Hedge Funds Boost Hollywood Budgets

Tags: Hedge Funds

Despite huge differences in genre, budget, and profit, Avatar and The Devil Wears Prada have one key thing in common: Wall Street hedge funds footed at least part of the bill for James Cameron’s 2009 science fiction hit as well as David Frankel’s 2006 fashion flick, pointing to a financial trend that started with the entertainment industry’s corporate mergers of the ’80s and ’90s and exploded in the first decade of the 2000s. 

To be sure, investment methods in Hollywood films have changed over time, shifting from traditional financing deals that initially operated on a movie-by-movie basis to a new set of strategies geared toward funding entire slates of Hollywood films, each with varying levels of potential profitability. Wall Street investors have not only cultivated a deep relationship with Hollywood that officially dissolves the distance they famously kept until the 1980s, but they have become major players in many of Hollywood’s most current big hits.

What led this group to invest their time and money in one of the riskiest of businesses?  More importantly, do these risks pay off, and for whom?

Here are five things you need to know about Hollywood hedge funds:

1. Hollywood hedge fund “slate financing” developed in the 1990s when Wall Street investors were seeking new markets and studios were seeking new funding sources.

2. Slate financing supports a group — or “slate” — of films, which are usually a mix of sure-fire hits and less likely successes, and the investor receives a cut of the profits of each film in the slate.

3. Slate financing has significantly impacted the structure of Hollywood.

4. While slate financing has become a norm, its efficacy has proven inconsistent.

5. Hollywood hedge funds have diversified the types of investors in Hollywood productions.

 

1. Hollywood hedge fund “slate financing” developed in the 1990s when Wall Street investors were seeking new markets and studios were seeking new funding sources.

Corporate buyouts of the Hollywood studios in the 1990s set the stage for shifts in Hollywood financing tactics. When media conglomerates Viacom, Time Warner, and NewsCorp rushed to purchase the major movie studios, the result was a changed environment for moviemaking.  Movie studios became small sections of enormous corporations, only minimally profitable and therefore less regarded than more lucrative arms of these expansive media companies.  Corporation executives pressured studio bosses to generate hits but refused to provide the growing amount of funding necessary to produce and market a blockbuster movie. Studio producers needed to find new funding sources.

Around the same time in the late ’90s, interest rates were low and the stock market was sluggish, so hedge fund guardians were seeking new markets in which to invest money that was otherwise going nowhere. Wall Street investors began to look into the possibility of diversifying their portfolios by channeling more of their increasing capital from hedge funds into Hollywood. With the assistance of private equity firms, this new generation of financiers began guiding studios toward slate financing arrangements, which, for investors, maximized investment potential and minimized risk. For studios, slate financing meant more films would now be funded and made.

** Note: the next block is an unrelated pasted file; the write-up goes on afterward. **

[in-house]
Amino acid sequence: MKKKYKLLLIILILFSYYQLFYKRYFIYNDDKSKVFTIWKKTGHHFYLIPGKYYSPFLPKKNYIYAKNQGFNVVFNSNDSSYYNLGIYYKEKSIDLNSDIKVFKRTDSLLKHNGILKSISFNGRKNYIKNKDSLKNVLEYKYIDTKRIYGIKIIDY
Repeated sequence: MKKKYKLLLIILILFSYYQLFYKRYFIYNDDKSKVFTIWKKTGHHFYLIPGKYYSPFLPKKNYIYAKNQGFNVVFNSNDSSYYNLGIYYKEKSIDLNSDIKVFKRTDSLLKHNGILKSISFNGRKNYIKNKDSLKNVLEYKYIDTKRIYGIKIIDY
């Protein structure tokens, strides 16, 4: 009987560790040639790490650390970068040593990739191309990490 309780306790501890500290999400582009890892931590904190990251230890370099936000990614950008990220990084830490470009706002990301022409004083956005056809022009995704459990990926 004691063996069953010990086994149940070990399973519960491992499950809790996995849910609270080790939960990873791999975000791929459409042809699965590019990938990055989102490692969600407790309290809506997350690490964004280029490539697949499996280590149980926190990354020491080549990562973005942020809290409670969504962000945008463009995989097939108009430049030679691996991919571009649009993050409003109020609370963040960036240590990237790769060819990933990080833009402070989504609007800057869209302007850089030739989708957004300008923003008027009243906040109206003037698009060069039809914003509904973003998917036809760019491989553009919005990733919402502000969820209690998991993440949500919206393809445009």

Further reading:

Schatz, Thomas. “Film Industry Studies and Hollywood History.” In Media Industries: History, Theory, and Method. Edited by Jennifer Holt and Alisa Perren. Oxford: Wiley-Blackwell, 2009.

Sear, Edward. “Why Hollywood Turned to Securitization.” International Financial Law Review 25.4 (2006).

Young, S. Mark, James J. Gong and Wim A. Van Der Stede. “The Business of Making Movies.” Strategic Finance(February 2008): 26-32.

2. Slate financing supports a group — or “slate” — of films, which are usually a mix of sure-fire hits and less likely successes, and the investor receives a cut of the profits of each film in the slate.

Rather than footing the bill for one movie at a time as per traditional financing, hedge funds can provide enough money to help support a range of films, which are put together in a slate. A slate is usually comprised of at least one potential blockbuster, plus several other films of varying profit potential.

Relativity Media Logo
Relativity Media Logo

After a slate of films is selected, investors contribute funds with the understanding that the studios take a 12 to 15 percent distribution fee before splitting the profits with their financiers. Studios also typically retain worldwide distribution rights.  Both of these factors ensure that such co-financing deals will still be profitable for studios, though investors were also protected in a few important ways:  For one, investors can be less concerned about box office flops; since they were backing entire slates of films, each film can perform on its own merit without risking the entire investment amount.  Secondly, investors receive a cut of the actual profits brought in by each film on the slate. Even if this share is substantially smaller than that raked in by the studio and its parent corporation, there is always potential for considerable investment gains, especially with blockbusters.